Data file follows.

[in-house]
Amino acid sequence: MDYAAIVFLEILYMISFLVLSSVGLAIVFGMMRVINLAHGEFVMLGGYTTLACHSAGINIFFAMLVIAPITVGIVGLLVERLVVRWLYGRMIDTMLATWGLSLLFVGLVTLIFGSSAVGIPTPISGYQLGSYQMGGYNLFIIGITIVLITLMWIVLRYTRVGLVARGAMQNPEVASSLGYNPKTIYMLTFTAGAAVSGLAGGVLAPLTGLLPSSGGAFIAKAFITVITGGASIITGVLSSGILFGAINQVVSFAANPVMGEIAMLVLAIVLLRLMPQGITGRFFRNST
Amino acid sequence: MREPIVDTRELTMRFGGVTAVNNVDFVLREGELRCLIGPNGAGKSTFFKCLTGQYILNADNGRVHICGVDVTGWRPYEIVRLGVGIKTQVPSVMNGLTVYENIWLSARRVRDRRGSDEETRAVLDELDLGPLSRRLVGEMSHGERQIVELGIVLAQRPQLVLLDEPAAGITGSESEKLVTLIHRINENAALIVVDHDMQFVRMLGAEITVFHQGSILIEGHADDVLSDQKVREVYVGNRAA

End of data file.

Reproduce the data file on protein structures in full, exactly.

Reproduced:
[in-house]
Amino acid sequence: MDYAAIVFLEILYMISFLVLSSVGLAIVFGMMRVINLAHGEFVMLGGYTTLACHSAGINIFFAMLVIAPITVGIVGLLVERLVVRWLYGRMIDTMLATWGLSLLFVGLVTLIFGSSAVGIPTPISGYQLGSYQMGGYNLFIIGITIVLITLMWIVLRYTRVGLVARGAMQNPEVASSLGYNPKTIYMLTFTAGAAVSGLAGGVLAPLTGLLPSSGGAFIAKAFITVITGGASIITGVLSSGILFGAINQVVSFAANPVMGEIAMLVLAIVLLRLMPQGITGRFFRNST
Amino acid sequence: MREPIVDTRELTMRFGGVTAVNNVDFVLREGELRCLIGPNGAGKSTFFKCLTGQYILNADNGRVHICGVDVTGWRPYEIVRLGVGIKTQVPSVMNGLTVYENIWLSARRVRDRRGSDEETRAVLDELDLGPLSRRLVGEMSHGERQIVELGIVLAQRPQLVLLDEPAAGITGSESEKLVTLIHRINENAALIVVDHDMQFVRMLGAEITVFHQGSILIEGHADDVLSDQKVREVYVGNRAA